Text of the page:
Fools Mission has not yet founded a school. But the revelations that pour out of our accompaniment practice often inspire dreams of doing just that. So long as public schools and teachers are under-valued, under-funded, and under attack by corporate interests that seek to privatize public education, Fools Mission will teach and learn as a community and keep our educational programs responsive and relevant to the people we serve.
In addition to the street level education that we receive when we share our stories and engage in witness, accompaniment, advocacy, and arts, we also create education programs such as tutoring, book discussion groups, street retreats, and immigrant education.
Our street-level education begins with members of the Fools Mission community who meet twice monthly as a covenanted decision-making group that we call The Fools of the Round Table. In this vision circle, everyone is a teacher and everyone a student. We build a shared pool of meaning when each of us contributes what we know.
Each week, volunteers from Fools Mission tutor grade school children in the public library, building relationships of concern that make a difference in a child’s life. Everyone is changed by the experience, and the resulting improvements in student skills are a great source of satisfaction to students, parents, and tutors alike.
Each month, members of the Fools Mission community gather with day laborers who live in a residence in the Fair Oaks neighborhood owned by the Catholic Workers. We are currently reading a series of autobiographical novels by Francisco Jimenez. Jimenez’ inspirational story began when he entered the U.S. as part of a family of migrant farmworkers. Ultimately, he retired from Santa Clara University’s Department of Modern Languages and Literatures, where he also served as Director of the Ethnic Studies Program. But this gripping tale is only part of the book group experience. Native Spanish speakers join English speakers, each reads and hears in the language of the other, and magic happens.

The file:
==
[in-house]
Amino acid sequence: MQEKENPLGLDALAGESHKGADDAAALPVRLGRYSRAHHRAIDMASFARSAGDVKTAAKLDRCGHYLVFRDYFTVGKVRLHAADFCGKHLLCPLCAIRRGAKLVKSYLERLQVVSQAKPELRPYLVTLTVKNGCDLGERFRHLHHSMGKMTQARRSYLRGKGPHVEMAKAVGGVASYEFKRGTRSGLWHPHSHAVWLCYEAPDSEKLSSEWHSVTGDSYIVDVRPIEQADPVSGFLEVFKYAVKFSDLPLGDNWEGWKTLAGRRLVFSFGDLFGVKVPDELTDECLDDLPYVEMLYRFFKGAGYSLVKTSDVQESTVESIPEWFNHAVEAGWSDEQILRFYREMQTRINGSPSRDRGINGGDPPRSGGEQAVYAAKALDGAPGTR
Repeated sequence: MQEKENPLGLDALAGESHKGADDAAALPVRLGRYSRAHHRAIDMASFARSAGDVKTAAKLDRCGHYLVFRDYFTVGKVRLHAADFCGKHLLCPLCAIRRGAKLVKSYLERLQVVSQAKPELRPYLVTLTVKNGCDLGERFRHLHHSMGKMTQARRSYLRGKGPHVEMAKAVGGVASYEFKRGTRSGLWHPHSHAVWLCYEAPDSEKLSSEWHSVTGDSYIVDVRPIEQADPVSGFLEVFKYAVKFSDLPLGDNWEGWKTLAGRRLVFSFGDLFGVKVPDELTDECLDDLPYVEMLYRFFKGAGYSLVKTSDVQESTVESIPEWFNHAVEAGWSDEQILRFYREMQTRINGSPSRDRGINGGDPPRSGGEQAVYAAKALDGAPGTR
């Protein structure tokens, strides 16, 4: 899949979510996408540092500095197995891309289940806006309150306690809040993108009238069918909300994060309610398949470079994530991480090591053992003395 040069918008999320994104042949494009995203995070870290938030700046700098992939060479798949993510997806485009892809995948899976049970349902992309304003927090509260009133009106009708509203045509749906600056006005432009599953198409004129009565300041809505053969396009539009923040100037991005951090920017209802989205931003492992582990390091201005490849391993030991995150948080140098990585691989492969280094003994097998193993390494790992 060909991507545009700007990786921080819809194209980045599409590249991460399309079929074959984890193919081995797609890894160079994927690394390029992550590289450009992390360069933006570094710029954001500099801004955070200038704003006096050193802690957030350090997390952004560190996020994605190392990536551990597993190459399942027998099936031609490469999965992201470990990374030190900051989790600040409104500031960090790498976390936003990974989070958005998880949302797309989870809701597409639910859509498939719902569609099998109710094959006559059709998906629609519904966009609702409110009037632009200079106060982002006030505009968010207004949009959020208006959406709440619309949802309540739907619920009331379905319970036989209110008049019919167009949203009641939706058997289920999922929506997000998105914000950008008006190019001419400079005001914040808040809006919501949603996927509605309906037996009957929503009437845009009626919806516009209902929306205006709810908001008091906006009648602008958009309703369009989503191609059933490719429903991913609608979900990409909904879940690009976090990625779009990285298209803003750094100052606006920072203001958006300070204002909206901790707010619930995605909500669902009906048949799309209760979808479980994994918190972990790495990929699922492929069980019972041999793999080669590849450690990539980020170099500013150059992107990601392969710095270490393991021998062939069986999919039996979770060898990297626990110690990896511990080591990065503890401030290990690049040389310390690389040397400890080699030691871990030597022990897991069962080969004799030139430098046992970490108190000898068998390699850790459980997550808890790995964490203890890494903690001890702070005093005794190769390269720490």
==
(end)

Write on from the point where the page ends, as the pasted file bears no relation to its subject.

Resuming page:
Neighborhoods, businesses, and institutions put their unique personalities on display. We learn things about one another that we didn’t know before. When we empty our minds of our internal chatter about the world, it reveals itself on its own. Magical! You can’t learn this much about your town by driving by in your car.
On one of our retreats, we encountered a homeless woman along the Broadway corridor of Redwood City who was clearly having a bad day. After 20 minutes of conversation, her face began to brighten as she realized that we were genuinely interested in hearing her story.
As it turned out, we Unitarian Universalists were about to have a revelation of our own. The homeless woman’s name was the same as her grandmother’s—and her grandmother was the first female Moderator of what was then the American Unitarian Association in the 1920s. The grandmother also served as President of Mills College. We headed for home with shattered assumptions about how things play out within the stereotypically privileged confines of Unitarian families.
Under the energetic leadership of fool Silvia Ramirez, Fools Mission sponsors regular education sessions on topics of great importance to the immigrant community. Some guest speakers offer professional services at no charge, including legal consultations. Fools Mission has presented education sessions on all of these topics:
- Accessing health care
- Obtaining a drivers license
- Immigration law and immigration reform
- Discipline in public schools
- Renter’s rights
- Housing discrimination
To learn about the role of expressive arts in our ministry, click through to the next article: